It does so with the work of four integrated actuators that provide the foundation for Move's haptic feedback system. Haptic feedback sounds esoteric, but it's built into many common devices, such as video game controllers and smartphones. It refers to the tactile vibrations you feel when you press an on-screen button or encounter an in-game explosion.
The suit will vibrate in the area where you're making a mistake, so that you know exactly where you went wrong. And for those of you with an aversion to electroshock therapy, understand that these vibrations are gentle, at only about 20 percent of the strength of the notification buzz your phone makes when you receive a new message. When you've corrected your position, you'll receive three more quick buzzes confirming your success.
If all of this makes it seem as though you'll be doing yoga poses while wired up like a subject in a bizarre lab experiment, fear not. Most of the Move vest is made of the same stretchy materials found in other sports clothing, and the minimal wiring is sewn right into the seams. The garment is so lightweight that it can be worn as a foundation for your regular workout clothes, but it's fashionable (and opaque) enough that it can be worn alone, too. On the next page, you'll see more about how Move combines fashion and function into a single wearable digital tool.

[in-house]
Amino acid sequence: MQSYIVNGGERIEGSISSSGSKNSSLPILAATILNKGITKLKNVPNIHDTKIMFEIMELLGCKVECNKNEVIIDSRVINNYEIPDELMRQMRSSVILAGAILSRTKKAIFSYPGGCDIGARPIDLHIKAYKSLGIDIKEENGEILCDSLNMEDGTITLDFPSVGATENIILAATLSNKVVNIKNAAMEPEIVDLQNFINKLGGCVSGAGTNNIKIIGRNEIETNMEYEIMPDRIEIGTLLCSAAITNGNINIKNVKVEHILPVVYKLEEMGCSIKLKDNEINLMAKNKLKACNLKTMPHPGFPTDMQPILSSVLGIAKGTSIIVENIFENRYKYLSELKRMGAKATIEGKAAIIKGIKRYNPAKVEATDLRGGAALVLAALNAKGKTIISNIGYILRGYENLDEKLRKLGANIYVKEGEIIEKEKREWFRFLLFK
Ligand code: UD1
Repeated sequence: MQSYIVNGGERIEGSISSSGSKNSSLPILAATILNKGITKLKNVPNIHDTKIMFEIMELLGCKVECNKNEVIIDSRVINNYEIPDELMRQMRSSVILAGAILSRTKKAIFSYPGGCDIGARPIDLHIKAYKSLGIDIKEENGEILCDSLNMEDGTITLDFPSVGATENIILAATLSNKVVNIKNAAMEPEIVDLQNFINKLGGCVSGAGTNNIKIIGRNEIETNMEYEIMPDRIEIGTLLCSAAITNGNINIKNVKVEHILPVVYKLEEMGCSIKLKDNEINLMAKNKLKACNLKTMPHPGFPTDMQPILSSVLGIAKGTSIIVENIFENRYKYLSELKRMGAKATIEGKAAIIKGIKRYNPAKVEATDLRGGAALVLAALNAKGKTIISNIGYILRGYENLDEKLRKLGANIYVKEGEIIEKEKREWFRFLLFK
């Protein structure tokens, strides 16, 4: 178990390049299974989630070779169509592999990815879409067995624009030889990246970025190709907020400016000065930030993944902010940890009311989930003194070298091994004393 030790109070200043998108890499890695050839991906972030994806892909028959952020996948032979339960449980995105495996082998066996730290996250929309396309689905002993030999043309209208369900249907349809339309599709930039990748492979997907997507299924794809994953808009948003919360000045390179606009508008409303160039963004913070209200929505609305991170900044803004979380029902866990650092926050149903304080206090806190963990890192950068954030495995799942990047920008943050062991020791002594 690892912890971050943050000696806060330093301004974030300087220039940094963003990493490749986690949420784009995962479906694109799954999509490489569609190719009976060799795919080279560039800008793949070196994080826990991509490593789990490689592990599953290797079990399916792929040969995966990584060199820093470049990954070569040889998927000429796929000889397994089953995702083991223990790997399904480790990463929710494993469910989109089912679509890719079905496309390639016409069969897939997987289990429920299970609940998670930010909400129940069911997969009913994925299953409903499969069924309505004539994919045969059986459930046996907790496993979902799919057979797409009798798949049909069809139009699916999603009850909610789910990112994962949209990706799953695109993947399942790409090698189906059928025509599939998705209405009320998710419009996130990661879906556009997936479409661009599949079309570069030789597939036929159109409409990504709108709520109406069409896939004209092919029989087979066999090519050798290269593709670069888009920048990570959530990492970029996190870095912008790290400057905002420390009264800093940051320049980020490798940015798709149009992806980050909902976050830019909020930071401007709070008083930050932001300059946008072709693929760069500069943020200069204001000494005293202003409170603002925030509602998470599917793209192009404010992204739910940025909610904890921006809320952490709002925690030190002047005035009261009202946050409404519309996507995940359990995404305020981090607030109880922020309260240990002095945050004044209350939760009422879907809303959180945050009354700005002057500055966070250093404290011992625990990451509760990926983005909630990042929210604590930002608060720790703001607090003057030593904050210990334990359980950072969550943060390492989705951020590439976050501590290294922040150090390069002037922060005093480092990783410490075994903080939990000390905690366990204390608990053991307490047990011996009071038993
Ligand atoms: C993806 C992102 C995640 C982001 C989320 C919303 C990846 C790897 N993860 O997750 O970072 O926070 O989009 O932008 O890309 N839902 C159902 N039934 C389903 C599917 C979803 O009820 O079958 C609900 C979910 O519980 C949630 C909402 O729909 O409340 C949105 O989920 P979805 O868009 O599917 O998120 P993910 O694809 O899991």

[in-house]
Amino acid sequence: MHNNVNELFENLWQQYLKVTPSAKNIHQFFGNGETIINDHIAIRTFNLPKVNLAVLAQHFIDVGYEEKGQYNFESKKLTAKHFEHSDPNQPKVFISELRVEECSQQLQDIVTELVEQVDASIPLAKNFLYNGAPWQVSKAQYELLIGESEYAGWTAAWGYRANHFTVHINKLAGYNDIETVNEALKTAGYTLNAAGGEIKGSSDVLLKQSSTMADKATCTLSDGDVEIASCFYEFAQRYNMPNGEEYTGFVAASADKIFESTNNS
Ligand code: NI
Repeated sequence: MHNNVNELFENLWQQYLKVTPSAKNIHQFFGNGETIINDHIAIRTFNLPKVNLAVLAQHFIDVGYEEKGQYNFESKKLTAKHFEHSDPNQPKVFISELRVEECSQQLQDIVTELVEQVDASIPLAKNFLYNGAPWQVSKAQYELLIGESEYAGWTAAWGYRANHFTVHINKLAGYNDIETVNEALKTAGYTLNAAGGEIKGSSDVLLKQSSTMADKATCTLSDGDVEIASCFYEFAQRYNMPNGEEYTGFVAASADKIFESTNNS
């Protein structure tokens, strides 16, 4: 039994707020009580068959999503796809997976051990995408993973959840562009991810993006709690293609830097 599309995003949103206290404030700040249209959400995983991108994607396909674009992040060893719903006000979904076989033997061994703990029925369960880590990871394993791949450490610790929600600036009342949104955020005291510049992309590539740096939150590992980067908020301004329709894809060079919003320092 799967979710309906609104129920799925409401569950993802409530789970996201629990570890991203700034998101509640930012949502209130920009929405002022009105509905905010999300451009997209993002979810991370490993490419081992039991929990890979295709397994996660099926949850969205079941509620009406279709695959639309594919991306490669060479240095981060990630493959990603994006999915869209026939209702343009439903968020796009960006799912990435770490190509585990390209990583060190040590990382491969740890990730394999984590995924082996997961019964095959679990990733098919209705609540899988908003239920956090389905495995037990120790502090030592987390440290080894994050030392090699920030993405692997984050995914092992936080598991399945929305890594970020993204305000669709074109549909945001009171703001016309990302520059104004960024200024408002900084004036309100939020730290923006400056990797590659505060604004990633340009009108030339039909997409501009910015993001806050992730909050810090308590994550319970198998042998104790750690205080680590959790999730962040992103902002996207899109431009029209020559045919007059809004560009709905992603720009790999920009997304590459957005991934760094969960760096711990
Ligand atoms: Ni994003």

Wired for Fashion
Fashions come and go, but Move is meant to be useful and also to appeal aesthetically.
As Darmour notes, you don't have to follow fashion trends to appreciate the look of an. Simply by putting a garment on your body, you instinctively realize that the look of that clothing is part of the experience of wearing it. To wit, if it looks totally goofy, you'll feel weird, to the point where your workouts get weird, too. But a stylish, sleek body suit? That's an outfit that will propel you to greater confidence and better performance outfit [source: 3lectromode].
Move aims to blend fashion and electronics function. But there's still the matter of actually producing the product on a large scale. There is a tremendous challenge associated with manufacturing such novel products, because textile factories just aren't equipped to handle the integration of electronics into their fabrics. What's more, Darmour points out that electronics engineers and textile makers work in very different industries, and getting experts from these disciplines to understand each other's processes takes a lot of time and energy [source: 3lectromode].
The Move project is a moving target, with numerous prototypes and no finished versions as of January 2013. It's been in development since 2010 and there are still no consumer-ready products on the shelves. There are many reasons for that, including the high degree of complexity in blending materials that by definition require washing with electronics, which don't really appreciate water or laundry detergent.
In the meantime, the Electricfoxy team keeps tweaking its prototypes. To create these experimental models, they use a LilyPad Arduino, which is a circular microcontroller that's around 2 inches in diameter and less than 1 millimeter thick. Arduino controllers can be quickly and affordably programmed for all sorts of inventive experiments, and the LilyPad is specifically made for e-textiles and wearable products, making it perfect for the Move project. You don't need an extension cord connected to a wall outlet to make it run. LilyPad requires only a small, low-voltage battery.